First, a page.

Specific examples of such compounds include, but are not restricted to, the following: dimethyl aluminum hydride, diethyl alumintun hydride, dipropyl aluminum hydride, dibutyl aluminum hydride, dipentyl aluminum hydride, diphenethyl aluminum hydride, dicyclohexyl aluminum hydride, methyl aluminum dihydride, ethyl alu minum dihydride, propyl aluminum dihydride, butyl aluminum dihydride, pentyl aluminum dihydride, phenethyl aluminum dihydride, 2-ethyl-hexyl aluminum dihydride, cyclohexyl aluminum dihydride, cyclopentyl aluminum dihydride, cyclohexylethyl aluminum dihydride, cyclopentylethyl aluminum dihydride, trimethyl aluminum, triethyl aluminum, tripropyl aluminum, tributyl aluminum, triisobutyl aluminum, tripentylaluminum, tri (2-ethyl-hexyl) aluminum, triphenethyl aluminum, tri-benzyl aluminum, tri-(Z-decyl-tetradecyl) aluminum, triphenyl aluminum, tritolyl aluminum, tetramethyl dialuane, trimethyl dialuane, pentamethyl dialuane, symmetrical diethyl dialuane, tetraethyl dialuane, pentaethyl dialuane, etc.

The polymeric products of this invention range from viscous oils to solid thermoplastic or thermoset resins. Depending upon the particular starting materials, modifiers, and polymerization conditions, the polymers range in molecular Weight from about 300 to 100,000 and higher. These polymeric compositions are useful as high energy fuels, either as a supplement or as the main component, and are particularly useful in the solid form for such purposes. The polymers per se and the method of preparing them are disclosed and claimed in applicants copending appkllication Serial No. 135,089 filed the same date herewit This application is a continuation in part of applicants copending applications Serial Nos. 744,340, filed June 25, 1958, now abandoned; 761,485, filed September 17, 1958, now abandoned, and 762,226, filed September 22, 1958, now abandoned.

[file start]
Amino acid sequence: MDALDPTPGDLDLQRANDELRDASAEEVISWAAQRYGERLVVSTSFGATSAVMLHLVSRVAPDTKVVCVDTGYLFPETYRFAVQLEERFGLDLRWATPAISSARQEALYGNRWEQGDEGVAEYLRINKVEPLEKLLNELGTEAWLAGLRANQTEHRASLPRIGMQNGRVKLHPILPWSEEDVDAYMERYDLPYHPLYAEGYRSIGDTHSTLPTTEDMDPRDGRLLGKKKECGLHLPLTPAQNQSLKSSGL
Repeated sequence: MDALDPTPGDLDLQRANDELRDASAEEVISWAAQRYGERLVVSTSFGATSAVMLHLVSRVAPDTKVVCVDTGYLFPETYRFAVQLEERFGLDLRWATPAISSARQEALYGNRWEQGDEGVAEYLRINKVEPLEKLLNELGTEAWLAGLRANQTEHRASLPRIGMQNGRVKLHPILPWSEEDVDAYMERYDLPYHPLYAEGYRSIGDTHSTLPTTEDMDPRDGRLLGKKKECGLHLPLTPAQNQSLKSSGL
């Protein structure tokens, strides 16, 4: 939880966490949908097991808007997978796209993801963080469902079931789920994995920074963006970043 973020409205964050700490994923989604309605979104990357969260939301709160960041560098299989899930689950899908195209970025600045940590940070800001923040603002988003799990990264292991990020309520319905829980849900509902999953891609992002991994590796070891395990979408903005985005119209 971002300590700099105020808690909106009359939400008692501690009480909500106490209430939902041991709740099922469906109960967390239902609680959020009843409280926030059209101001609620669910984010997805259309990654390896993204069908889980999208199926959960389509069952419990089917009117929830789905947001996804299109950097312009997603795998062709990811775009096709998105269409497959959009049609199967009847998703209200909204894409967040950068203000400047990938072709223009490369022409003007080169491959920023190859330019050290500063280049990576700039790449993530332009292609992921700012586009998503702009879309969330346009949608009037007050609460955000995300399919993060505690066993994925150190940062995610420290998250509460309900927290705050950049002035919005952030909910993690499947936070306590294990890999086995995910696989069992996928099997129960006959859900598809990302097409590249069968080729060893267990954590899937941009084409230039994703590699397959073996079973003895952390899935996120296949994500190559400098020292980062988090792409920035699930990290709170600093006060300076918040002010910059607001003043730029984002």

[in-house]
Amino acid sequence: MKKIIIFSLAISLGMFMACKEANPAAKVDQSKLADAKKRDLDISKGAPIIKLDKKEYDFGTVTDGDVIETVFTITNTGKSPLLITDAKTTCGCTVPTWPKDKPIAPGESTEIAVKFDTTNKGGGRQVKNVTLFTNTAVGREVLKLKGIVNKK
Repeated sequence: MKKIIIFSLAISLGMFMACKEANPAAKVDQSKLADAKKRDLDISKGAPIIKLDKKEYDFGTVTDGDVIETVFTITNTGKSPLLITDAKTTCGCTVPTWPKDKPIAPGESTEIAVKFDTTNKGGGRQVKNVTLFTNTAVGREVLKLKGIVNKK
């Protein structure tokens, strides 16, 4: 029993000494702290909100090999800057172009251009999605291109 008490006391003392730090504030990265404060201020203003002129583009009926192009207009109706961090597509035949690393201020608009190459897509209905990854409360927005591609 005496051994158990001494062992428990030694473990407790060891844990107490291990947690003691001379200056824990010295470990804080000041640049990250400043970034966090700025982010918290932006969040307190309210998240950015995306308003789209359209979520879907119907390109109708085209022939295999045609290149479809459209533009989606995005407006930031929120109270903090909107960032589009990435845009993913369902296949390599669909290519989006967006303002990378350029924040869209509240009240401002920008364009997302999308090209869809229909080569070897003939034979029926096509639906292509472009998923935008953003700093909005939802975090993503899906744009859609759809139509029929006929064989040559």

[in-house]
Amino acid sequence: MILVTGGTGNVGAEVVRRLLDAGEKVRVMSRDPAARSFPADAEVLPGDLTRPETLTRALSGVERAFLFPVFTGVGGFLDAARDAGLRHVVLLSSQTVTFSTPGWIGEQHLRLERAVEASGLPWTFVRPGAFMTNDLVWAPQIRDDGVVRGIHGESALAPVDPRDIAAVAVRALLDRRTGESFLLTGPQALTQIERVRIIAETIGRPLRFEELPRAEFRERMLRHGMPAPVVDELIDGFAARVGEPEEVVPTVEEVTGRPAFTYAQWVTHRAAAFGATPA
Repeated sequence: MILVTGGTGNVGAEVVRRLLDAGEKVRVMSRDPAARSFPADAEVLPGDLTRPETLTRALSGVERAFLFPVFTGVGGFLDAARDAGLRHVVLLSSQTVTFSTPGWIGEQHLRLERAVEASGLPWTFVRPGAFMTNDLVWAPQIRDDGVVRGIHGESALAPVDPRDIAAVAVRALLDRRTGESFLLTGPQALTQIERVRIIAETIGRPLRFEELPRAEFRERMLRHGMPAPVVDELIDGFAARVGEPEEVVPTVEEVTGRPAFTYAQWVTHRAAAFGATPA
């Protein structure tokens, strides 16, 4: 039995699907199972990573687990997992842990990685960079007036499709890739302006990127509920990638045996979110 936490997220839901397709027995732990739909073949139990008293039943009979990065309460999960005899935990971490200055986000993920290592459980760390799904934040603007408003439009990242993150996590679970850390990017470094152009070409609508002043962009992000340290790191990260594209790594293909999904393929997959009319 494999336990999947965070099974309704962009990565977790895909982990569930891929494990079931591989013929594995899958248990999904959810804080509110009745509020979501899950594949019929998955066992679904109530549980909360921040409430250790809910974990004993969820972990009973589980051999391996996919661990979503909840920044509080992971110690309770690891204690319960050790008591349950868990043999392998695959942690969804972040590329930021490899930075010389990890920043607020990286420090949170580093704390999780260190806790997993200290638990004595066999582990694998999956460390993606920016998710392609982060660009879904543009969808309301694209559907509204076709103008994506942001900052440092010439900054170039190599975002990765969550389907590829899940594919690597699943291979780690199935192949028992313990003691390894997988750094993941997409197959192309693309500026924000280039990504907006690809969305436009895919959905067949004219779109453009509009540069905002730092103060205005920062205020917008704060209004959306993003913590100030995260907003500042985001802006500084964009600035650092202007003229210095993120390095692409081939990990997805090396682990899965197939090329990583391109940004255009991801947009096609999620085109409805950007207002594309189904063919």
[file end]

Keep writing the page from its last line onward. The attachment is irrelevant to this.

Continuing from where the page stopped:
The polymeric compositions of this invention comprise 5-95% of a solid or liquid oxidizing agent of the type used in solid propellant fuel compositions, such as potassium perchlorate, etc., and 5% of a polymer represented by the formula AIR;

from a monoacetylenic compound having no ethylenic groups therein, Y is a divalent radical. When derived from a monoacetylenic compound, which also has one ethylenic group therein, or from compounds having a plurality of acetylenic groups therein, or from compounds having more than two ethylenic groups therein, Y can have more than two valencies. When derived from a polymer having a considerable number of ethylenic or acetylenic groups therein, Y also has more than two valencies. The R hydrocarbon radical preferably has no more than 24 carbon atoms. A hydrocarbon nucleus of R can have attached thereto substituents which are nonreactive toward the metal compound used in the preparation of the polymer. Also additional unreacted ethylenic and acetylenic groups may also be present.